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“For 60 years, the United States pursued stability at the expense of democracy in the Middle East -- and we achieved neither.” These were the shocking, yet realistic, words of former Secretary of State, Condoleeza Rice, in her speech at the American University in Cairo in June 2005. Amanda Kadlec’s article in the International Affairs Review reminded me of these words. This was not the only statement that stuck to my mind and made me stop and think while reading her article. Kadlec presented many points revealing the view of the American administration towards the Egyptian system. The American administration is perfectly aware of how corrupt the Egyptian system is and how it rigs elections and does not represent public opinion or the people’s political will. However, from the American perspective, this system serves as a mediator of the peace process in the region, especially in the Arab Israeli conflict. In the words of the current Secretary of State, Hillary Clinton, the Egyptian American partnership can be characterized as the “cornerstone of the Middle East’s stability and security,” while questioning the cost of such a partnership and its potential for endurance.

The above transitions us to the core of our conversation. As the Qatari Prime Minister Hamad bin Jassim Al Thani states, according to Wikileaks, in his speech to Senator John Kerry about the role of Egypt as a mediator in the Palestinian peace process, Egypt “has no end game; serving as broker of the talks is Egypt’s only business interest with the U.S.” This is the core of the problem and what explains the circular paths that the Middle East peace process has taken from its inception until today. While we cannot judge the motives of the Egyptian system based on the impressions of the Qatari Prime Minister, we can certainly consider his point of view an extremely accurate description of what is thought by all activists, concerned people, and those who follow Egyptian issues, especially within Egypt. Everyone here knows that the Israeli Palestinian conflict and the peace talks in the region are what the Egyptian system relies on to create new chances for survival after gradually losing internal support and when the legitimacy of the current state of reliance on internal security ceases to exist. It is also thought of by the Egyptian system as what will preserve its power when it loses international/American legitimacy, which offers support and misleading notions from the outside, ensuring the regime’s continued stability.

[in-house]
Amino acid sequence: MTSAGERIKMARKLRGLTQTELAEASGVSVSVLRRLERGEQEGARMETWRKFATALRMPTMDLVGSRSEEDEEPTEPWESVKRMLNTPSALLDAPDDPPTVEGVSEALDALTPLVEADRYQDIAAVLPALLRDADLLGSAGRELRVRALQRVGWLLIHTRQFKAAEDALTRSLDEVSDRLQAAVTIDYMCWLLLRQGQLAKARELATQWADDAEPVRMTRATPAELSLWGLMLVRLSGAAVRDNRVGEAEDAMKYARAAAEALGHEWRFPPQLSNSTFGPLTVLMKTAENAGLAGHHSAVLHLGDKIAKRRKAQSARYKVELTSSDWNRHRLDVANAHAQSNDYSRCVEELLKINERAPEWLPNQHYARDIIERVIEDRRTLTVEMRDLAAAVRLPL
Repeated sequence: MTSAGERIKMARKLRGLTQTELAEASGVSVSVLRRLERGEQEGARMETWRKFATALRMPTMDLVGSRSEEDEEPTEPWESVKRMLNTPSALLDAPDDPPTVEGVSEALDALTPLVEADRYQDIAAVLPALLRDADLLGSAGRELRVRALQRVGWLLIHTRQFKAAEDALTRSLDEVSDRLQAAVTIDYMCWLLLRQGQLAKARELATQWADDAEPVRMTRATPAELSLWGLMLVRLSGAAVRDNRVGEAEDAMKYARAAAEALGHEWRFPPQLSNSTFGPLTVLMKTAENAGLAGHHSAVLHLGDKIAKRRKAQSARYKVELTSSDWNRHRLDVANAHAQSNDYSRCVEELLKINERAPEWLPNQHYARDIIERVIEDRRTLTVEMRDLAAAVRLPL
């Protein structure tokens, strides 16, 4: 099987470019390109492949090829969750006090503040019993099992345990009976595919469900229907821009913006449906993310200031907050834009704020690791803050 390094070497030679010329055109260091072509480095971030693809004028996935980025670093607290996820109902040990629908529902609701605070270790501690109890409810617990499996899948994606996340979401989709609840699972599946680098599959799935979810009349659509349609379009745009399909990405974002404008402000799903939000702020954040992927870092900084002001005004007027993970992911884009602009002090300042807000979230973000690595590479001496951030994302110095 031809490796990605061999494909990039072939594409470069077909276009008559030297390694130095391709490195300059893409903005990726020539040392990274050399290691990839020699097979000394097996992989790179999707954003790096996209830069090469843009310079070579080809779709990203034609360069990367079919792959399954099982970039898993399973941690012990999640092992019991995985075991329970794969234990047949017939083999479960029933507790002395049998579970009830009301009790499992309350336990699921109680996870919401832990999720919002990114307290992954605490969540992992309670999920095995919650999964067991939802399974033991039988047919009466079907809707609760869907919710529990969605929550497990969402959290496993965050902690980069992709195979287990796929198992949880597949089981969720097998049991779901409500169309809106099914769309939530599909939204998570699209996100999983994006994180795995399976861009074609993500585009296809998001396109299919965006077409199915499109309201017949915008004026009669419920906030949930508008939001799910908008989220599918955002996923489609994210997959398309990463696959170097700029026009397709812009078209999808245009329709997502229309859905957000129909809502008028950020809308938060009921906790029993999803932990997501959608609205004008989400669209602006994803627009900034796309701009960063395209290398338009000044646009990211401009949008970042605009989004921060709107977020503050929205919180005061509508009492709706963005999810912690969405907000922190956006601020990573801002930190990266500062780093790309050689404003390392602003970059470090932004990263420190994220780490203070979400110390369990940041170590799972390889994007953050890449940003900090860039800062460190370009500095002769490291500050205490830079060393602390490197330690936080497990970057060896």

In Egypt, everyone knows that the expectations and hopes of the Egyptian people for democracy is merely a document with multiple purposes within the negotiations of the Arab Israeli conflict.  The Egyptian authorities use it to ensure their survival, the American authorities use it to realize their interests in the region, and Israel uses it to protect its national security. Unfortunately, this is the shameful reality known to everyone. However, everyone also knows that within these great stakes lies a great deal of miscalculations. Thus, there is no need for strategic experts to realize that this stability, no matter how long or little it lasts, is fake and unsustainable. Internally, Egypt has almost reached a point of transformation. It could happen as a result of the fact that time has nearly ended for the man that the system revolves around or due to the archaic nature of the system itself, the built-in challenges that have accumulated over time threatening its sustainability, or due to the lack of any formal or superficial reforms to allow it to persist at least without any dramatic losses. According to Amanda Kadlec, regionally and internationally, there is no need for the basic rights (civil and political) of Egyptians to be compromised for the sake of a “foggy regional stability that has no defining characteristics” or for the sake of “empty promises of stability” as Mohamed Al Baradei states at the opening of the Washington Post last week. Regarding this initial stage, “real stability in Egypt will depend on true democratic advances” and that the “false stability we have now is nothing but a time bomb about to explode; lasting stability in Egypt will not happen without a true democracy that is responsive to the needs and expectations of the people.” Who amongst us does not see this? However, the question is whether the American administration sees it in such a light or whether it does not wish to see it as such?

Basem Fathy is the Media Coordinator for Egyptian Democracy Academy, and the founder of the “4democracy” blog.